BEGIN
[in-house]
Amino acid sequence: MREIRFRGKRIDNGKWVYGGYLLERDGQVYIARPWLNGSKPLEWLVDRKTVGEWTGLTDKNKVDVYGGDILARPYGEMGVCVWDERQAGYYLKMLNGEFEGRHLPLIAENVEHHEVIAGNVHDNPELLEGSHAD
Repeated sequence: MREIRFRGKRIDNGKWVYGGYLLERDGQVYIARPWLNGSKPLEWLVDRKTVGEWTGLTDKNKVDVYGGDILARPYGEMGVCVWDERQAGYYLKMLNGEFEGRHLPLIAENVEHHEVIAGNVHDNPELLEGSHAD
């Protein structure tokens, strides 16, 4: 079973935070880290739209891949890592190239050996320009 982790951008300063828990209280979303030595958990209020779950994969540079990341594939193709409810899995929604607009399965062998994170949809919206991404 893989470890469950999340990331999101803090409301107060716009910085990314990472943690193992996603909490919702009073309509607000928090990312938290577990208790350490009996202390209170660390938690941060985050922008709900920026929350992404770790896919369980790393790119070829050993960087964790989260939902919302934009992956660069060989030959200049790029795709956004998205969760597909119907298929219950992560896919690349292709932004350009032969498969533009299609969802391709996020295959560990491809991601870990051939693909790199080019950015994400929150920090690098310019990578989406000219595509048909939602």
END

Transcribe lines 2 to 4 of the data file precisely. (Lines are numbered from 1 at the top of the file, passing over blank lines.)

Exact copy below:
Amino acid sequence: MREIRFRGKRIDNGKWVYGGYLLERDGQVYIARPWLNGSKPLEWLVDRKTVGEWTGLTDKNKVDVYGGDILARPYGEMGVCVWDERQAGYYLKMLNGEFEGRHLPLIAENVEHHEVIAGNVHDNPELLEGSHAD
Repeated sequence: MREIRFRGKRIDNGKWVYGGYLLERDGQVYIARPWLNGSKPLEWLVDRKTVGEWTGLTDKNKVDVYGGDILARPYGEMGVCVWDERQAGYYLKMLNGEFEGRHLPLIAENVEHHEVIAGNVHDNPELLEGSHAD
């Protein structure tokens, strides 16, 4: 079973935070880290739209891949890592190239050996320009 982790951008300063828990209280979303030595958990209020779950994969540079990341594939193709409810899995929604607009399965062998994170949809919206991404 893989470890469950999340990331999101803090409301107060716009910085990314990472943690193992996603909490919702009073309509607000928090990312938290577990208790350490009996202390209170660390938690941060985050922008709900920026929350992404770790896919369980790393790119070829050993960087964790989260939902919302934009992956660069060989030959200049790029795709956004998205969760597909119907298929219950992560896919690349292709932004350009032969498969533009299609969802391709996020295959560990491809991601870990051939693909790199080019950015994400929150920090690098310019990578989406000219595509048909939602």